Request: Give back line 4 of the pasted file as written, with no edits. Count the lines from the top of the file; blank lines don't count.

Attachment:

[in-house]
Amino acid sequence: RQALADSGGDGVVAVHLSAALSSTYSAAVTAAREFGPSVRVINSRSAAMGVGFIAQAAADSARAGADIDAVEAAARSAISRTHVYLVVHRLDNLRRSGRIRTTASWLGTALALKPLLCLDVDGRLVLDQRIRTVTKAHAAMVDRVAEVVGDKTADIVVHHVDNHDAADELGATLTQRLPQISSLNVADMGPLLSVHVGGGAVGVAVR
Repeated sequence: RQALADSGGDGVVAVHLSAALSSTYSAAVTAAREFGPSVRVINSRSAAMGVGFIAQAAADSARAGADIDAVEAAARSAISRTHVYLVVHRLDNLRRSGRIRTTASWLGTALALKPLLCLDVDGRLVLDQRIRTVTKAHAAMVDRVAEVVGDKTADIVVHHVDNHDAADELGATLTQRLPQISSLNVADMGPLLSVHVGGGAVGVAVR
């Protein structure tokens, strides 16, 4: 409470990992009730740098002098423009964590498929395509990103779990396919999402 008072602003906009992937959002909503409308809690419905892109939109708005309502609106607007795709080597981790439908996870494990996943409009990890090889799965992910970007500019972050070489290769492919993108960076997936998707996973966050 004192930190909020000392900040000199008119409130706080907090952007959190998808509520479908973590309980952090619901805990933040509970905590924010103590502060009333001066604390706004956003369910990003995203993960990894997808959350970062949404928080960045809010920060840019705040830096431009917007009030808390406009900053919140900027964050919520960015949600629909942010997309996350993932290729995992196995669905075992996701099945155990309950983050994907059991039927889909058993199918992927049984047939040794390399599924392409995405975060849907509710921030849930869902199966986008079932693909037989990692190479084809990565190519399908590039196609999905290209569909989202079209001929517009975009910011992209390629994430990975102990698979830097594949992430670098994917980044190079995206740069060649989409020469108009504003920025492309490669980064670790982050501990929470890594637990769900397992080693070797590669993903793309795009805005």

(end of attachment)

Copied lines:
């Protein structure tokens, strides 16, 4: 409470990992009730740098002098423009964590498929395509990103779990396919999402 008072602003906009992937959002909503409308809690419905892109939109708005309502609106607007795709080597981790439908996870494990996943409009990890090889799965992910970007500019972050070489290769492919993108960076997936998707996973966050 004192930190909020000392900040000199008119409130706080907090952007959190998808509520479908973590309980952090619901805990933040509970905590924010103590502060009333001066604390706004956003369910990003995203993960990894997808959350970062949404928080960045809010920060840019705040830096431009917007009030808390406009900053919140900027964050919520960015949600629909942010997309996350993932290729995992196995669905075992996701099945155990309950983050994907059991039927889909058993199918992927049984047939040794390399599924392409995405975060849907509710921030849930869902199966986008079932693909037989990692190479084809990565190519399908590039196609999905290209569909989202079209001929517009975009910011992209390629994430990975102990698979830097594949992430670098994917980044190079995206740069060649989409020469108009504003920025492309490669980064670790982050501990929470890594637990769900397992080693070797590669993903793309795009805005």